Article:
This herb has been used historically to lift the spirits, hence its nickname “the gladdening herb. Surprisingly, little research has been conducted on its calming, sedating effects. The German Commission E supports the use of lemon balm for nervous sleeping disorders. ESCOP lists its indications for internal use as tenseness, restlessness, and irritability. Given its antiviral effects, it is commonly included in general formula for internal use in addition to topical use for treating herpes simplex virus.
Milky oats are considered a nervine tonic to be used when there is nervous exhaustion and related conditions including insomnia, chronic anxiety and stress, excitatory states, general debility, and depression. Herbalists use milky oats to calm and regenerate the nervous system. A number of clinical trials demonstrate efficacy in the treatment of nicotine and opium addiction using extracts of the green milky oats. It is typically taken for several months for maximum effects, and is considered nourishing rather than sedating. Tinctures should be made from fresh milky oats rather than dried tea.
Motherwort is widely regarded for its quick action as a calmative when there is nervousness, irritability, and anxiety. The German Commission E supports its use for nervous cardiac conditions and thyroid hyperfunction; however, its use as a nervine is derived from empirical and historical use. Herbalists specializing in women’s health favor it for irritability associated with hormonal changes, for example, in the treatment of PMS or postnatal irritability, suggesting possible use for irritability and stress associated with menstruation, a known combination of precipitating factors for herpes outbreaks.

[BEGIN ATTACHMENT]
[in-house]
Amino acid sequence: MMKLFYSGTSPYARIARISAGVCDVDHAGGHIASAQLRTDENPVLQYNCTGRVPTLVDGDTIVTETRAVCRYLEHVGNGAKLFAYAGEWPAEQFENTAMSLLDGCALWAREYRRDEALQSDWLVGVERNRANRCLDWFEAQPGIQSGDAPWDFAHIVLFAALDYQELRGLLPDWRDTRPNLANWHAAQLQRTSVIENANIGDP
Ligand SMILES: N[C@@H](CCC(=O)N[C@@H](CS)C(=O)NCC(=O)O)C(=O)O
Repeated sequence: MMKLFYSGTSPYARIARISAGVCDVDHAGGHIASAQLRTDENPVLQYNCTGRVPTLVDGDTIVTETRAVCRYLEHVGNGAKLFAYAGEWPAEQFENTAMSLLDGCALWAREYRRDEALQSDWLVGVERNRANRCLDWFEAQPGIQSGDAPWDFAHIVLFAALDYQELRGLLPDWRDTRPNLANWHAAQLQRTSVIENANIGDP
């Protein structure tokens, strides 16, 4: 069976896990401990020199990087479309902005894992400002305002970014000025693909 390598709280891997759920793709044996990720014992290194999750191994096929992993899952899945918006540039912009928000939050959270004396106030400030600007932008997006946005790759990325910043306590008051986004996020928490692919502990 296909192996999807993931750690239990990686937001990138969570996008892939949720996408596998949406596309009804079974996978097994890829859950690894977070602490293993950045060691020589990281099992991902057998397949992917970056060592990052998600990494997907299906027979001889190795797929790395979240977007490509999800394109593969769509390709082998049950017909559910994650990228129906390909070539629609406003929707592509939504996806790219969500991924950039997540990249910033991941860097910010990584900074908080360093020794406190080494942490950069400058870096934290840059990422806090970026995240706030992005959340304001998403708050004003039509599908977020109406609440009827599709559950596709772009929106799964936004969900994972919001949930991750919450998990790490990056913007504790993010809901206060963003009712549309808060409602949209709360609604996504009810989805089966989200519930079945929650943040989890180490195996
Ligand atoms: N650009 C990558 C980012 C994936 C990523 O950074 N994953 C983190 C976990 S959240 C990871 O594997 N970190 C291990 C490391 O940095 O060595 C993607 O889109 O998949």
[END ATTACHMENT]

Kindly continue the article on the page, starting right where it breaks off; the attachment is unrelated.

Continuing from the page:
Passion flower is a highly valued calmative nerve, used for nervous relentlessness, as a gentle sedative for sleep difficulties, and to reduce anxiety, neurasthenia, and nervous disorders. It is gentle enough to be favored for use in children. ESCOP supports its use for tenseness, restlessness, and irritability with difficulty falling asleep. Animal experiments corroborate traditional use for its sedative activity and extracts have demonstrated effects on EEG that support sedative action; however, because the herb is nearly always used in combination with other sedative herbs, no single-herb studies have been conducted that give proof of its efficacy as a monopreparation. The herb may be taken as a tea or tincture, the latter preferred by herbalists for maximum efficacy. Numerous preparations containing passion flower, both as monopreparations and combinations, are available as sedative formulas in Germany. It is commonly combined with valerian root (Valeriana officinalis) and hops strobilus (Humulus lupulus).
Hoffmann describes skullcap as perhaps the most relevant nervine available to us in the Western materia medica. It an excellent nervous trophorestorative used to soothe tension and restore calm. It is not immediate acting, and is generally used long term (up to 6 months) for optimal effects, in the treatment of nervous conditions associated with exhaustion, and in the treatment of PMS. A double-blind, placebo-controlled study of healthy subjects demonstrated noteworthy anxiolytic effects. The identification and quantification of the flavonoid, baicalin in a 50% ethanol and its aglycone baicalein in a 95% ethanol extract, as well as the amino acids GABA in aqueous and ethanol extracts and glutamine in an aqueous extract was performed using HPLC suggests anxiolytic activity because baicalin and baicalein are known to bind to the benzodiazepine site of the GABAA receptor and because GABA is the main inhibitory neurotransmitter. Skullcap is generally recommended as a tea or tincture, usually in combination with other herbs such as lavender, passionflower, and lemon balm; however, it also may be taken singly.